Lancaster link with Nobel Prize for Neutrino Physics

Lancaster neutrino physicists have been involved in the work of both of this year's Nobel Prize for Physics laureates, but particularly with that of Professor Arthur McDonald on both the SNO experiment for which the prize was awarded, and the successive, current SNO+ experiment. In 2001, SNO demonstrated conclusively that neutrinos change type as they traverse the distance between the Sun and the Earth, solving a 40-year puzzle.

This year's Nobel Prize for Physics recognises the importance of studying the most elusive of the known fundamental particles that make up our universe: neutrinos. These tiny particles have titillated and tantalised the best scientists since they were first proposed by Pauli in the 1930s.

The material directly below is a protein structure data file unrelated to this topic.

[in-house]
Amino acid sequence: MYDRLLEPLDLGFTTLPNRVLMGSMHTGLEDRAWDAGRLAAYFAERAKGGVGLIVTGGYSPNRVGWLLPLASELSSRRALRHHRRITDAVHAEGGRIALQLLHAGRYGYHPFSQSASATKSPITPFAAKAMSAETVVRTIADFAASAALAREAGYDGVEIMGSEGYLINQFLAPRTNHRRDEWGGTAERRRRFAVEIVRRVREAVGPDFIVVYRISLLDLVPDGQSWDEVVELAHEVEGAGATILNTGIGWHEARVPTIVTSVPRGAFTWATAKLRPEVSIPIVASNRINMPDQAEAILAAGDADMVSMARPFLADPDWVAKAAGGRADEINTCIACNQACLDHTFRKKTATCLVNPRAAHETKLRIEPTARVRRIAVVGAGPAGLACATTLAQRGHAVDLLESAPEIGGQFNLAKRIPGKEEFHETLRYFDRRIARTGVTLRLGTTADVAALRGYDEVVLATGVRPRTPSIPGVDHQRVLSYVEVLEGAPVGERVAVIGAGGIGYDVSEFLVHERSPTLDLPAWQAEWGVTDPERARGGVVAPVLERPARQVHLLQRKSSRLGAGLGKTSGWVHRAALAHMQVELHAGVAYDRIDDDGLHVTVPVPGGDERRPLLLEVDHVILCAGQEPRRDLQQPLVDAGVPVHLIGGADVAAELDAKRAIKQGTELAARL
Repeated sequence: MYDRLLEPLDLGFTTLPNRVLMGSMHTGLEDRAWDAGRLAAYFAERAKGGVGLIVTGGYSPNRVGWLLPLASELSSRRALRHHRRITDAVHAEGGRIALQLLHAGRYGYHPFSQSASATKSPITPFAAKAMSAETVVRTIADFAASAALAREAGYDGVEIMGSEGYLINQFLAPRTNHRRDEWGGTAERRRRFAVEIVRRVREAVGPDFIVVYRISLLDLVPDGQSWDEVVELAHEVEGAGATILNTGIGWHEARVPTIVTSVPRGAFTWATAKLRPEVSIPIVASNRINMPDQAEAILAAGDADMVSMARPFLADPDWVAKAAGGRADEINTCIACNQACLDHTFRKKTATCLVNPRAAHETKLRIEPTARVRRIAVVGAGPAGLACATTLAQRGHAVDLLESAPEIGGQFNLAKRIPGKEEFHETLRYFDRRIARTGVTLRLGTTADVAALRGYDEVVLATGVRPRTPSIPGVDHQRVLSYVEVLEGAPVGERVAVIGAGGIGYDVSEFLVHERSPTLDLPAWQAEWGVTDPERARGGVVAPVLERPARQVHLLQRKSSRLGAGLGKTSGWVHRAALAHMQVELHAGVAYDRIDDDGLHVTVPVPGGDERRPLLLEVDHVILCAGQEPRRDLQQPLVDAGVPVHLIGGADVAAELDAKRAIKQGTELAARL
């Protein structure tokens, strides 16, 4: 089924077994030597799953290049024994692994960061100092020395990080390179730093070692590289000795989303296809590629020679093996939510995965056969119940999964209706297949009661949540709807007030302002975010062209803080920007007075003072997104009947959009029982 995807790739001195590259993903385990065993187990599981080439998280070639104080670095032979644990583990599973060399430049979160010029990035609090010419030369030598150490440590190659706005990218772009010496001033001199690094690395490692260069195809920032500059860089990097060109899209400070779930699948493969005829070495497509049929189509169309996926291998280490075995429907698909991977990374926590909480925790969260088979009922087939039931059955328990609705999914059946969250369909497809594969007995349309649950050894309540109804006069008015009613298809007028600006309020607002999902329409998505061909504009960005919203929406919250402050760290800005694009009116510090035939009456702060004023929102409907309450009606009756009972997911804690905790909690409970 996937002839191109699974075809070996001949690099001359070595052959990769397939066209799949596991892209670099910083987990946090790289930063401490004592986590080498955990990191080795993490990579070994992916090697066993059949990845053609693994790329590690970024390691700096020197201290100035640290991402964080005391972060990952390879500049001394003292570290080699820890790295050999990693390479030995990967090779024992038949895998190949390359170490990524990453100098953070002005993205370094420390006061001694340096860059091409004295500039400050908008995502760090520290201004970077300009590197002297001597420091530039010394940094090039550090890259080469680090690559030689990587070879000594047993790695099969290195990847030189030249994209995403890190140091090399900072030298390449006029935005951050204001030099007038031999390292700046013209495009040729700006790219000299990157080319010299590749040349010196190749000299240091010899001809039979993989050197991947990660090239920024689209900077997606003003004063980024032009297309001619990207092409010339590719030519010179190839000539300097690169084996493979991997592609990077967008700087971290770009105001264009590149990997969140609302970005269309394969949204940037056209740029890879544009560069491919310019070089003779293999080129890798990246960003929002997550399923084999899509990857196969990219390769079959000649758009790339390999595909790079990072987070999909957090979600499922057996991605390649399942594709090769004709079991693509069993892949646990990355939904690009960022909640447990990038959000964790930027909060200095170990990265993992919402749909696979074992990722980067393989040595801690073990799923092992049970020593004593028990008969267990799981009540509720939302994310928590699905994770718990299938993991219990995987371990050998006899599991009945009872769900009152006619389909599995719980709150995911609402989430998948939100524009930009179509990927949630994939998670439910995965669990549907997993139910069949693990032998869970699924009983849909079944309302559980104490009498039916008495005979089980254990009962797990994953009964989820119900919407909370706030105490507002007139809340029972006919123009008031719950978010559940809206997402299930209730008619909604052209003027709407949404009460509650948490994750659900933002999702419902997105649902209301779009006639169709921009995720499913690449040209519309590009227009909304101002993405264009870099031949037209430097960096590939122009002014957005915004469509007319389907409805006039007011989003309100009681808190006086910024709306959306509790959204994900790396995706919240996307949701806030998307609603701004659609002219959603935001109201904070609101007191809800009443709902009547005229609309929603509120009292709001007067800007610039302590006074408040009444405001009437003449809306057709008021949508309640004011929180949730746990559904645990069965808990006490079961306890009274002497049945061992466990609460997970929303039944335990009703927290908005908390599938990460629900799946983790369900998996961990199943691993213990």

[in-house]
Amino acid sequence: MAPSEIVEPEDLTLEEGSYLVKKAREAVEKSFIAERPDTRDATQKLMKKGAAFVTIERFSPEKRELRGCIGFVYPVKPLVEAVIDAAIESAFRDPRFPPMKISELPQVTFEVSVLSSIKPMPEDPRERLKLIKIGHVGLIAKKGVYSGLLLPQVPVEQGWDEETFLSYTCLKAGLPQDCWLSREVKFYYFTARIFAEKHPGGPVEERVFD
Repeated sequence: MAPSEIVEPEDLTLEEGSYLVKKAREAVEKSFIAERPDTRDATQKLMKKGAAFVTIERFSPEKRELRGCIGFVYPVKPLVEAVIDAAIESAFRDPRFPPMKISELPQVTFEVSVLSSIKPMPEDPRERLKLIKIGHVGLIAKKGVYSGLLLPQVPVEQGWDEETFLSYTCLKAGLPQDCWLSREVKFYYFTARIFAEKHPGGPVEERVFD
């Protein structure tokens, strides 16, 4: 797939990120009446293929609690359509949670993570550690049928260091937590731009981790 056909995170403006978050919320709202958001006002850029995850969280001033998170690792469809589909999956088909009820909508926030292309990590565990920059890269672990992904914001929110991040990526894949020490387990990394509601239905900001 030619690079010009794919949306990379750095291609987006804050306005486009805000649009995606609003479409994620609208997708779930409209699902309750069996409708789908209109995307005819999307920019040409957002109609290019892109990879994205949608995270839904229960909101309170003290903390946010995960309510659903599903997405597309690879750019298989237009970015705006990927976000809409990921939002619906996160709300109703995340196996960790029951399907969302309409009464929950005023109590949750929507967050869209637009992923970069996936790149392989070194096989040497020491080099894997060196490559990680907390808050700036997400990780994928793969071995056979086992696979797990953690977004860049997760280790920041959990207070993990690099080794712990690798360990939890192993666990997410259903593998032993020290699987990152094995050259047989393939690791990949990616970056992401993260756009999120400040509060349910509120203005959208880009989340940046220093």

This award recognises that neutrinos are the only particles that have demonstrated behaviour that is beyond our Standard Model of Particle Physics. The thing that makes neutrinos so fascinating is their complete disregard for the presence of matter, giving them the ability to travel very nearly unimpeded through the universe, and their sheer ubiquitousness. Each second, billions of neutrinos are emitted by fusion reactions in the Sun, travel to the Earth, and pass completely through both it and us. Drs Laura Lee Kormos, Helen O'Keeffe and PhD student Matthew Parnell are at present working with Art studying and modelling radioactive backgrounds, the understanding of which is crucial to the success of the SNO+ experiment. We have sent our sincere congratulations to Professor McDonald on this auspicious occasion.

Press Release

Tue 06 October 2015